By Olivia Magnanini
BOLOGNA, Italy — On February 18, Marta Serafini, a foreign correspondent for Corriere della Sera, came to SAIS Europe to speak with students about her work, the challenges of reporting in the Middle East, the changing media landscape and financial pressures facing news organizations and her experience as a female journalist in an intense and scrutinizing media landscape. Serafini, who studied international relations at the University of Bologna, focuses her work on terrorism and the use of social media for propaganda purposes.
In 2013, Serafini traveled for the first time to Syria in the second year of the war, reporting from the opposition territory which was under ISIS scrutiny. Spending a night in a refugee camp under the control of the Free Syrian Army, she spoke with men who were scared of being recruited into ISIS, a reality that they faced daily. She also spoke with women and children who had experienced sexual and physical violence at the hands of the Syrian forces. When she returned to Italy and gave her story to her editors, it appeared in the digital edition, but not in print. Although she was disappointed, she understood their reasoning. But, she stressed that in everything, “if you are a woman, you have to do more.”
Prior to working at the foreign affairs desk, Serafini covered Italian politics, including the rise of the Five Star Movement. Last summer, she covered the decision by the government to deny migrants coming by boat across the Mediterranean the right to disembark in Italy. Serafini underscored the importance of understanding situations from all angles, particularly what is happening behind the scenes, when trying to write a story. She also addressed the difficulty of a journalist to rely solely on observation, especially when addressing sensitive issues with sources who could be in danger, including victims of domestic violence, refugees and protestors. When working with these sources, Serafini stressed that “you must always use your conscience” and that “the way you write must be more neutral, [it is] not necessarily right to be impactful” by inserting your opinion or feelings about the situation.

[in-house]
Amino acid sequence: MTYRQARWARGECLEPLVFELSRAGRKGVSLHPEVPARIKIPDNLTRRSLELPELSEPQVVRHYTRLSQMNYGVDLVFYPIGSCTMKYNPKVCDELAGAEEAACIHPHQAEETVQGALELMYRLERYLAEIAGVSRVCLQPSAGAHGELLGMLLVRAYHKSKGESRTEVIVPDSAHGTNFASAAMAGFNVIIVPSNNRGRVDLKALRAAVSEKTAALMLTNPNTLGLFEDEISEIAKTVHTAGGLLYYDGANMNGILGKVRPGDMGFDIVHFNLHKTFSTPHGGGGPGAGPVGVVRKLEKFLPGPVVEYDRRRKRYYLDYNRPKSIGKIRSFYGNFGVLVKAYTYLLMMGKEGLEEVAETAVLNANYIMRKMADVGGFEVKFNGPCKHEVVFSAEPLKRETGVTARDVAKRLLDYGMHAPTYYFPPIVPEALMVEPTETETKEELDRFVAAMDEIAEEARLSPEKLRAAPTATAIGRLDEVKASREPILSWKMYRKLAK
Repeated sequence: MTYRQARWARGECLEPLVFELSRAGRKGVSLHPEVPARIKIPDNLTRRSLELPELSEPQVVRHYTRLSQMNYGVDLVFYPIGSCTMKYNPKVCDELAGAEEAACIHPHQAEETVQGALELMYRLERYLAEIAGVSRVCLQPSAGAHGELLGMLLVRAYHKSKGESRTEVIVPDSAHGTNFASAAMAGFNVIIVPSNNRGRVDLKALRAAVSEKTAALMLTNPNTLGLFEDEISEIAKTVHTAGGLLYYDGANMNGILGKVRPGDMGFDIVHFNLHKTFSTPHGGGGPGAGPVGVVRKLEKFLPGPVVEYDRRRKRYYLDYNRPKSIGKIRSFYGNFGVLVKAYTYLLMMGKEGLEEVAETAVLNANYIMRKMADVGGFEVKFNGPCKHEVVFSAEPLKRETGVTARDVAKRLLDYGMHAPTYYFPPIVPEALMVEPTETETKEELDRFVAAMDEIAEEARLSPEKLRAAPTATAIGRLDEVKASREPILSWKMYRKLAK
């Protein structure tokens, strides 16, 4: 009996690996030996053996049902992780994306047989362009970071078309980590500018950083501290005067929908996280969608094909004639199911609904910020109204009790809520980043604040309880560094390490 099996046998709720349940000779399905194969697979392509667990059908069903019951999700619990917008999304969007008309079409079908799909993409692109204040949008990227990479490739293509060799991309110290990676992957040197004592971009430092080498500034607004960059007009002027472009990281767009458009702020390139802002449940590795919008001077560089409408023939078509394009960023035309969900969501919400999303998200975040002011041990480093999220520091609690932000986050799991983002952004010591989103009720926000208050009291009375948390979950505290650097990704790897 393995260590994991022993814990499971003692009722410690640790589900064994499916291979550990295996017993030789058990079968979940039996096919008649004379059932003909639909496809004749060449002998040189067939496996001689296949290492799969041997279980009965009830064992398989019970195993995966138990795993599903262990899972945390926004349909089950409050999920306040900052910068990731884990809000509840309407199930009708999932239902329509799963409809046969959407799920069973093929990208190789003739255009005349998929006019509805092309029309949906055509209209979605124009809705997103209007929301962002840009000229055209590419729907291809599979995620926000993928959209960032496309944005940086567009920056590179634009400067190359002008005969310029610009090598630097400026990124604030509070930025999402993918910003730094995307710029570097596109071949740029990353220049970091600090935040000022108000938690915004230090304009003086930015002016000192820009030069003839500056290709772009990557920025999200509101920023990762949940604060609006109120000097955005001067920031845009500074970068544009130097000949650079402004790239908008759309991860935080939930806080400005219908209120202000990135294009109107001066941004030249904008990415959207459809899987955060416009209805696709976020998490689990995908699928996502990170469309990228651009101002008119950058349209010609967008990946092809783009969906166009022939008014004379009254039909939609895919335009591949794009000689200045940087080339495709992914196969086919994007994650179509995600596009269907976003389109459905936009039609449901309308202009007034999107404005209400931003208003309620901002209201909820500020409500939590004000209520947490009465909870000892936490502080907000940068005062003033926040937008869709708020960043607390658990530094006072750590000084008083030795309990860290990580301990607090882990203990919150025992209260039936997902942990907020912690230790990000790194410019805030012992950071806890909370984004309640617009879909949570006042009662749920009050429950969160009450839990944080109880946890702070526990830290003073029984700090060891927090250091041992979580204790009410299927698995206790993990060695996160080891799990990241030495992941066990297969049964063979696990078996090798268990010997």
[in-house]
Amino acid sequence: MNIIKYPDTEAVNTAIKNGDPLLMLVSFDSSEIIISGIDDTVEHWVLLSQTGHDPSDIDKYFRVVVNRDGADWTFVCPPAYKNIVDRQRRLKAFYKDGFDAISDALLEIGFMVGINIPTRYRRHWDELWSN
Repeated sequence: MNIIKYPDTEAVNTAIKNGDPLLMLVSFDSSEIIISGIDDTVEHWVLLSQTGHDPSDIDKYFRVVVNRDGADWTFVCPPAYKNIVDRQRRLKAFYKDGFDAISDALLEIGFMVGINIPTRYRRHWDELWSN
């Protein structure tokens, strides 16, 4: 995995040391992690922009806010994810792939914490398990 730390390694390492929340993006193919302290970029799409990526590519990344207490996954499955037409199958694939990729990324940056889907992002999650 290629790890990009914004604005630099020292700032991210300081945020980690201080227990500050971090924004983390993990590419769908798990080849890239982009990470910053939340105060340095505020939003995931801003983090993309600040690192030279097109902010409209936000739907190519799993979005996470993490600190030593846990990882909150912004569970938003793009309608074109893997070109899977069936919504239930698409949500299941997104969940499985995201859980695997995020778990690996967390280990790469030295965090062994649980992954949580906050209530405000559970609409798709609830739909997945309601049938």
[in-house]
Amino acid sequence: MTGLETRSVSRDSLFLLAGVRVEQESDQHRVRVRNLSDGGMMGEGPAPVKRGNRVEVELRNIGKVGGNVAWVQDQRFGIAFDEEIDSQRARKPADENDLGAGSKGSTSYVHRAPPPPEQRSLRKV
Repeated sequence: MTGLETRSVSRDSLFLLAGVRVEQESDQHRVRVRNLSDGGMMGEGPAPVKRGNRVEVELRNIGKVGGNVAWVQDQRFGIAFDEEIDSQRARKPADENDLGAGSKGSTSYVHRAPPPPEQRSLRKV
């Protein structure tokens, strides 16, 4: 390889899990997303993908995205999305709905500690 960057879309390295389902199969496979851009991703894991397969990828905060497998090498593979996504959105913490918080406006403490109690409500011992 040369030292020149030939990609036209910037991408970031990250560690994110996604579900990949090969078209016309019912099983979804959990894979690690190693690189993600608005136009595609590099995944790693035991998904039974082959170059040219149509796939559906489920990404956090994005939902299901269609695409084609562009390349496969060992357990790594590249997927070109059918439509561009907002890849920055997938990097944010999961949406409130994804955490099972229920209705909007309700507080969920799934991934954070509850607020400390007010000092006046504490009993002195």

One of the most challenging times for Serafini to maintain her neutrality was for her story on Maria Giulia “Fatima” Sergio, an Italian student who left Italy to become a foreign fighter for ISIS in 2015, and which later became a book. Serafini first contacted her by Skype, curious to see if she would submit to an interview and was surprised when she agreed. Although initially Sergio wanted information about her parents from Serafini, their conversations eventually grew to the point where Sergio recounted her story of going to Syria to fight for ISIS. Serafini discussed the importance of maintaining balance, stopping Sergio when her propaganda tactics would leak into the conversation. She stressed that her role as a journalist was “not to judge or save her, just to tell her story.”
Serafini says that “new media,” such as podcasts and using social media to aid in the reporting process, are some of the most exciting parts of the job. For example, when reporting on the refugee boat crisis last summer, she was able to capture a scene on her smartphone and send it to her news desk immediately. They were able to upload it as a story in less than three hours. She admits that Corriere della Sera is still catching up with other organizations in using these tools but is hopeful for the future of journalism as these means allow news outlets to reach new audiences, like The New York Times’ wildly successful podcast “Caliphate.” Serafini ended her talk by encouraging SAIS students who want to be journalists to keep pushing and to follow the truth, wherever that may be. She said the vital work of foreign correspondents in the far-flung corners of the world is more important than ever, helping to bring stories on war, political conflict and humanitarian crises to our attention.